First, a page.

BUSHFIRE smoke and dust storms that blanketed the Central West for much of the summer could lead to serious long-term effects, including shortening your life.
The drought and widespread bushfires across NSW during the summer months regularly resulted in poor air quality for Central West residents.
In Bathurst, residents breathed in air rated as 'very poor' or 'hazardous' on 49 days, or the equivalent of 53.8 per cent of the summer period.
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While residents in Orange were subject to worse air quality during the season, with a rating of 'very poor' or 'hazardous' on 59 days (64.8 per cent).
A spokesman for the Department of Planning, Industry and Environment (DPIE), who provided the data, said the air quality in the Central West was consistent with conditions recorded across NSW during the "unprecedented summer bushfires".
"During the bushfire emergency our network recorded some of the highest air pollution ever seen in NSW, particularly for PM2.5, which are particles less than 2.5 micrometres in diameter," he said.
Air quality monitoring stations are also located at Dubbo, Parkes and Condobolin, and he said data from these five stations is considered generally to be "representative of air quality in the NSW Central West".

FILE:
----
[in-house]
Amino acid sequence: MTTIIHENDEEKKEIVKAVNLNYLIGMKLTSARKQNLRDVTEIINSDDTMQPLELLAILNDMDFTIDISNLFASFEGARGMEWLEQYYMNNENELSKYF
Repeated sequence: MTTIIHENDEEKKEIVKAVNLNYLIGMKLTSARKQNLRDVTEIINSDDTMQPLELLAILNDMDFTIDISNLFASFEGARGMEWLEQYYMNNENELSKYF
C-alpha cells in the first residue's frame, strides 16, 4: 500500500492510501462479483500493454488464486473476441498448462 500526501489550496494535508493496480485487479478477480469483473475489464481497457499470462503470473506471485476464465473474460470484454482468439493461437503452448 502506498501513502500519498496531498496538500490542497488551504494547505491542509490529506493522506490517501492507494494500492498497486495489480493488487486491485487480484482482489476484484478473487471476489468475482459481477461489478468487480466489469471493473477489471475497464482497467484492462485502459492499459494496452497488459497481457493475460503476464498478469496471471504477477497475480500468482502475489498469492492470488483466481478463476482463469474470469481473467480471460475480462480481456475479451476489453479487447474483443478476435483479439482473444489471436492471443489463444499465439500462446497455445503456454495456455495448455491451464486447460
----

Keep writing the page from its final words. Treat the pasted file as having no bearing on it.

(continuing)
A NSW Health spokeswoman said depending on the particular pollutant, short-term exposure has different health effects to long-term exposure.
"Short-term exposure exacerbates, or makes worse, pre-existing illnesses such as asthma, chronic bronchitis (also called chronic obstructive pulmonary disease or COPD) or heart disease," she said.
"Longer-term exposure can actually cause the development of respiratory and heart conditions and shorten someone's life."
The spokeswoman said exposure to air pollution can also cause a wide range of mild symptoms such as irritation of your eyes, nose and throat.
The DPIE spokesman said the NSW Government operates more than 90 air quality stations across the state and has been working to "broaden the network into more regional areas in consultation with local councils".
"The DPIE is committed to providing the community with information on local air quality, updated hourly (including PM2.5), so that people can minimise their exposure to air pollution and take steps to protect their own health," he said.
"An SMS and email subscription service is available for air quality alerts, which can deliver this information directly to mobile phones in close to real time.
"Air quality and health messages, written by NSW Health, are provided directly to subscribers of the alert system."
The spokesman said NSW's air quality monitoring network means that people and their health care providers can better understand when to take steps that minimise the impacts of dust storms, or smoke from bushfires and hazard reduction burn operations.
"People with concerns about health while air quality is impacted can also speak with their doctor," he said.